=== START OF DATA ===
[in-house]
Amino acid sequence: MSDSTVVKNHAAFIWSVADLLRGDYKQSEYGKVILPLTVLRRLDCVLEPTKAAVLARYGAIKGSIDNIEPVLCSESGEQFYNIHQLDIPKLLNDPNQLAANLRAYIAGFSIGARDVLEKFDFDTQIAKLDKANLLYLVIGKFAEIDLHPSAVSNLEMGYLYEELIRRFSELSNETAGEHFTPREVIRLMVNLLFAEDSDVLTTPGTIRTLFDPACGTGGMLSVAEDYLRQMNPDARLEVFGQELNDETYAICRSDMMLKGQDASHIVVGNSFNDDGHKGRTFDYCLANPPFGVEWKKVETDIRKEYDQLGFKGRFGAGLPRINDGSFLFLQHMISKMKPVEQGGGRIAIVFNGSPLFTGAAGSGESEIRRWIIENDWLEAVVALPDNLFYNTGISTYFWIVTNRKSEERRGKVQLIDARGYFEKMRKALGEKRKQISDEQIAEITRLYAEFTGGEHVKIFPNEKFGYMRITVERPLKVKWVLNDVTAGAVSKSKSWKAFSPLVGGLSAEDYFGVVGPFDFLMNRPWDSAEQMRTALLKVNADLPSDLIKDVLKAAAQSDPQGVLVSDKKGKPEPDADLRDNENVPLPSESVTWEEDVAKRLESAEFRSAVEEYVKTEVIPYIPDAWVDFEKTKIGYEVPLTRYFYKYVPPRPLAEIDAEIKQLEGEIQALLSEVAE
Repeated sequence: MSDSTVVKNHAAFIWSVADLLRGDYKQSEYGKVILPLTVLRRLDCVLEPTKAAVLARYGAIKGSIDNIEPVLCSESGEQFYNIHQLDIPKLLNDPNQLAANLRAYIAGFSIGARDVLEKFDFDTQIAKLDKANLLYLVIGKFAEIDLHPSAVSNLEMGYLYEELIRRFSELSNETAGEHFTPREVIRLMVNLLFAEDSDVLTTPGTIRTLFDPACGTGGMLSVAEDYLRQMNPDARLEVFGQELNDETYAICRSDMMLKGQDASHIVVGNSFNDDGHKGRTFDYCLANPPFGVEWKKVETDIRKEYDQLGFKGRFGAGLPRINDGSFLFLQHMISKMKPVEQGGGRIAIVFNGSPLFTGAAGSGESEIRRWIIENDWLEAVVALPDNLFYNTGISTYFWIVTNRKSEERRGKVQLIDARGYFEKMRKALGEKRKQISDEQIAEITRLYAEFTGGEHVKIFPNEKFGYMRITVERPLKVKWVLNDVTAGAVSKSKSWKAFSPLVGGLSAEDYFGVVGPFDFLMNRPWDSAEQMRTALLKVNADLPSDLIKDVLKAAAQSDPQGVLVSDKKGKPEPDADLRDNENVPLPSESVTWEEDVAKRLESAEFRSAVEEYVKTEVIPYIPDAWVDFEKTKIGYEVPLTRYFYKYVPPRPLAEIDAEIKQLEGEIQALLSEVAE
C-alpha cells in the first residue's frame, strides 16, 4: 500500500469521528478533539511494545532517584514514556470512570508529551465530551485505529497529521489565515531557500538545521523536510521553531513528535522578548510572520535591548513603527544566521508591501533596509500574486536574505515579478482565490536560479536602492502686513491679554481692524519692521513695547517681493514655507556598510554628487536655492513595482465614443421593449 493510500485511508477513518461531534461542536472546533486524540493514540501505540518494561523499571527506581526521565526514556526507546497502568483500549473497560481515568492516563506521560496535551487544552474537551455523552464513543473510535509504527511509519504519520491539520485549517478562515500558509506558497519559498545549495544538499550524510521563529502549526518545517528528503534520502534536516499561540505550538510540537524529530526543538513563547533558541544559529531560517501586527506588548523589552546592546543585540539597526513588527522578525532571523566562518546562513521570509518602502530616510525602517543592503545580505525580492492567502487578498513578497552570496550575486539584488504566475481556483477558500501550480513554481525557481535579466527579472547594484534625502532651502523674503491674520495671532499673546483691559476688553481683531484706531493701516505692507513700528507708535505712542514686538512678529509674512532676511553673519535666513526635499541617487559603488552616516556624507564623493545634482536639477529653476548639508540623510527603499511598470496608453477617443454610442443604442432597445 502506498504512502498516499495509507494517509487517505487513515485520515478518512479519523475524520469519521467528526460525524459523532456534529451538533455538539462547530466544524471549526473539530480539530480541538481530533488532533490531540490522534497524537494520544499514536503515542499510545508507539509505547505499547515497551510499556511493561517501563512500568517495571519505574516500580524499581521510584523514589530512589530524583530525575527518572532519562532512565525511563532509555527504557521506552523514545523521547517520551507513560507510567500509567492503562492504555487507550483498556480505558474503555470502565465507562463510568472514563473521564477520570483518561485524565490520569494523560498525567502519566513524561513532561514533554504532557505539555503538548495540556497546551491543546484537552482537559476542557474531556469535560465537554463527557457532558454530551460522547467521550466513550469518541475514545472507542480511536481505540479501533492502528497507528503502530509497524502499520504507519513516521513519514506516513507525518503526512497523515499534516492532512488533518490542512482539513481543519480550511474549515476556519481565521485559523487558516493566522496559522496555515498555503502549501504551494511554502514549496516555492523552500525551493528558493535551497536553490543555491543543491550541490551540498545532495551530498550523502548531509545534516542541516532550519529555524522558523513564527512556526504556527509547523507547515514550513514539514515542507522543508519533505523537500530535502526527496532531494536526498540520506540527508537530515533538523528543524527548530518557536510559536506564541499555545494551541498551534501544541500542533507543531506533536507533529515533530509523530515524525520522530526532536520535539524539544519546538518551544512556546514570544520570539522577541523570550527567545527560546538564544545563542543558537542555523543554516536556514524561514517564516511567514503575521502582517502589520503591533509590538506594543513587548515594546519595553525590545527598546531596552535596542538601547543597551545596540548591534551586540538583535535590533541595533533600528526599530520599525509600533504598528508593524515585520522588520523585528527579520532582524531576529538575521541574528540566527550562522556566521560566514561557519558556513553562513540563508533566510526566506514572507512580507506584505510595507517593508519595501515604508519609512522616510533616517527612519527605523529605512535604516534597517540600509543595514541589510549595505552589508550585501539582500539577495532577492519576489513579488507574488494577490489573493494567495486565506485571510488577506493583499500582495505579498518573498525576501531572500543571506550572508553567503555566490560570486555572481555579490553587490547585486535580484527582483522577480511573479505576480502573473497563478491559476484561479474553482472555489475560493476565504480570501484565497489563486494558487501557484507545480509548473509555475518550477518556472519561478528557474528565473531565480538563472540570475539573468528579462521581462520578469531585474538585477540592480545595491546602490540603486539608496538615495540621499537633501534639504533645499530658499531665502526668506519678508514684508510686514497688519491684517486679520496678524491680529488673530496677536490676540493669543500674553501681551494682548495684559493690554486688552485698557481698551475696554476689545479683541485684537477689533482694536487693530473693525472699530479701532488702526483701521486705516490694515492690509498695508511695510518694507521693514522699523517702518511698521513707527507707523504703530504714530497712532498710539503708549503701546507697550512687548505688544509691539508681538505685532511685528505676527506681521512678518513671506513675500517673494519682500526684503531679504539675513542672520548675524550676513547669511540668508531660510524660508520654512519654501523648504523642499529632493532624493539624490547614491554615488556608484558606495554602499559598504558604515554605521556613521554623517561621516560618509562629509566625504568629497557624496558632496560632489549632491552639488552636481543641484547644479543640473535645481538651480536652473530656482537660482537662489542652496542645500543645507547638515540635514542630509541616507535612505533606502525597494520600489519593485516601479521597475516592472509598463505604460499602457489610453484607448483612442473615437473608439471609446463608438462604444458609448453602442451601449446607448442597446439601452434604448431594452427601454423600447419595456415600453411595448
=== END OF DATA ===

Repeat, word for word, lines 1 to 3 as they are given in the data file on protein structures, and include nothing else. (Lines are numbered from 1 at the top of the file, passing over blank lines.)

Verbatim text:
[in-house]
Amino acid sequence: MSDSTVVKNHAAFIWSVADLLRGDYKQSEYGKVILPLTVLRRLDCVLEPTKAAVLARYGAIKGSIDNIEPVLCSESGEQFYNIHQLDIPKLLNDPNQLAANLRAYIAGFSIGARDVLEKFDFDTQIAKLDKANLLYLVIGKFAEIDLHPSAVSNLEMGYLYEELIRRFSELSNETAGEHFTPREVIRLMVNLLFAEDSDVLTTPGTIRTLFDPACGTGGMLSVAEDYLRQMNPDARLEVFGQELNDETYAICRSDMMLKGQDASHIVVGNSFNDDGHKGRTFDYCLANPPFGVEWKKVETDIRKEYDQLGFKGRFGAGLPRINDGSFLFLQHMISKMKPVEQGGGRIAIVFNGSPLFTGAAGSGESEIRRWIIENDWLEAVVALPDNLFYNTGISTYFWIVTNRKSEERRGKVQLIDARGYFEKMRKALGEKRKQISDEQIAEITRLYAEFTGGEHVKIFPNEKFGYMRITVERPLKVKWVLNDVTAGAVSKSKSWKAFSPLVGGLSAEDYFGVVGPFDFLMNRPWDSAEQMRTALLKVNADLPSDLIKDVLKAAAQSDPQGVLVSDKKGKPEPDADLRDNENVPLPSESVTWEEDVAKRLESAEFRSAVEEYVKTEVIPYIPDAWVDFEKTKIGYEVPLTRYFYKYVPPRPLAEIDAEIKQLEGEIQALLSEVAE
Repeated sequence: MSDSTVVKNHAAFIWSVADLLRGDYKQSEYGKVILPLTVLRRLDCVLEPTKAAVLARYGAIKGSIDNIEPVLCSESGEQFYNIHQLDIPKLLNDPNQLAANLRAYIAGFSIGARDVLEKFDFDTQIAKLDKANLLYLVIGKFAEIDLHPSAVSNLEMGYLYEELIRRFSELSNETAGEHFTPREVIRLMVNLLFAEDSDVLTTPGTIRTLFDPACGTGGMLSVAEDYLRQMNPDARLEVFGQELNDETYAICRSDMMLKGQDASHIVVGNSFNDDGHKGRTFDYCLANPPFGVEWKKVETDIRKEYDQLGFKGRFGAGLPRINDGSFLFLQHMISKMKPVEQGGGRIAIVFNGSPLFTGAAGSGESEIRRWIIENDWLEAVVALPDNLFYNTGISTYFWIVTNRKSEERRGKVQLIDARGYFEKMRKALGEKRKQISDEQIAEITRLYAEFTGGEHVKIFPNEKFGYMRITVERPLKVKWVLNDVTAGAVSKSKSWKAFSPLVGGLSAEDYFGVVGPFDFLMNRPWDSAEQMRTALLKVNADLPSDLIKDVLKAAAQSDPQGVLVSDKKGKPEPDADLRDNENVPLPSESVTWEEDVAKRLESAEFRSAVEEYVKTEVIPYIPDAWVDFEKTKIGYEVPLTRYFYKYVPPRPLAEIDAEIKQLEGEIQALLSEVAE